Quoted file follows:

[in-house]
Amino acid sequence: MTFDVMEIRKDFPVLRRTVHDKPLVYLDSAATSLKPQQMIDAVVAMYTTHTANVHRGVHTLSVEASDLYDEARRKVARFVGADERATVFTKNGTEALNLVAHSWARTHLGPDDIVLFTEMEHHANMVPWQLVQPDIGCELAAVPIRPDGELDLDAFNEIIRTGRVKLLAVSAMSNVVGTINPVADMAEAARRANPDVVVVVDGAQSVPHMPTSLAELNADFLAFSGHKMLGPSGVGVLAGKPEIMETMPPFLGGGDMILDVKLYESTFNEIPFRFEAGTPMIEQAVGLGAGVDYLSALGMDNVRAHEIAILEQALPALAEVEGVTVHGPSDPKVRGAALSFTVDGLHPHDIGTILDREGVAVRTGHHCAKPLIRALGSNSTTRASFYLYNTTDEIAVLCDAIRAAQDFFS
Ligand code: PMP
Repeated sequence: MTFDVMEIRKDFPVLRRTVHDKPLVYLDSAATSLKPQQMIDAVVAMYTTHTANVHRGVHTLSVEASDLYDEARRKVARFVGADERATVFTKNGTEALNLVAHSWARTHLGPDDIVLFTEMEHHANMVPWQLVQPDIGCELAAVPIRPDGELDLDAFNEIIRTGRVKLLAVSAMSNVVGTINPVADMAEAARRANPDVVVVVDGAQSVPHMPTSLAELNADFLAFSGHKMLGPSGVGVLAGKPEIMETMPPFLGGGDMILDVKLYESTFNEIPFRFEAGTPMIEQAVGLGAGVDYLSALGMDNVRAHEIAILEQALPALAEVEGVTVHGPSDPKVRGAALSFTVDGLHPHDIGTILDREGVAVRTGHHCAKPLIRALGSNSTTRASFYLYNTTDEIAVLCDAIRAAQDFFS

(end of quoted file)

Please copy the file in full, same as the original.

[in-house]
Amino acid sequence: MTFDVMEIRKDFPVLRRTVHDKPLVYLDSAATSLKPQQMIDAVVAMYTTHTANVHRGVHTLSVEASDLYDEARRKVARFVGADERATVFTKNGTEALNLVAHSWARTHLGPDDIVLFTEMEHHANMVPWQLVQPDIGCELAAVPIRPDGELDLDAFNEIIRTGRVKLLAVSAMSNVVGTINPVADMAEAARRANPDVVVVVDGAQSVPHMPTSLAELNADFLAFSGHKMLGPSGVGVLAGKPEIMETMPPFLGGGDMILDVKLYESTFNEIPFRFEAGTPMIEQAVGLGAGVDYLSALGMDNVRAHEIAILEQALPALAEVEGVTVHGPSDPKVRGAALSFTVDGLHPHDIGTILDREGVAVRTGHHCAKPLIRALGSNSTTRASFYLYNTTDEIAVLCDAIRAAQDFFS
Ligand code: PMP
Repeated sequence: MTFDVMEIRKDFPVLRRTVHDKPLVYLDSAATSLKPQQMIDAVVAMYTTHTANVHRGVHTLSVEASDLYDEARRKVARFVGADERATVFTKNGTEALNLVAHSWARTHLGPDDIVLFTEMEHHANMVPWQLVQPDIGCELAAVPIRPDGELDLDAFNEIIRTGRVKLLAVSAMSNVVGTINPVADMAEAARRANPDVVVVVDGAQSVPHMPTSLAELNADFLAFSGHKMLGPSGVGVLAGKPEIMETMPPFLGGGDMILDVKLYESTFNEIPFRFEAGTPMIEQAVGLGAGVDYLSALGMDNVRAHEIAILEQALPALAEVEGVTVHGPSDPKVRGAALSFTVDGLHPHDIGTILDREGVAVRTGHHCAKPLIRALGSNSTTRASFYLYNTTDEIAVLCDAIRAAQDFFS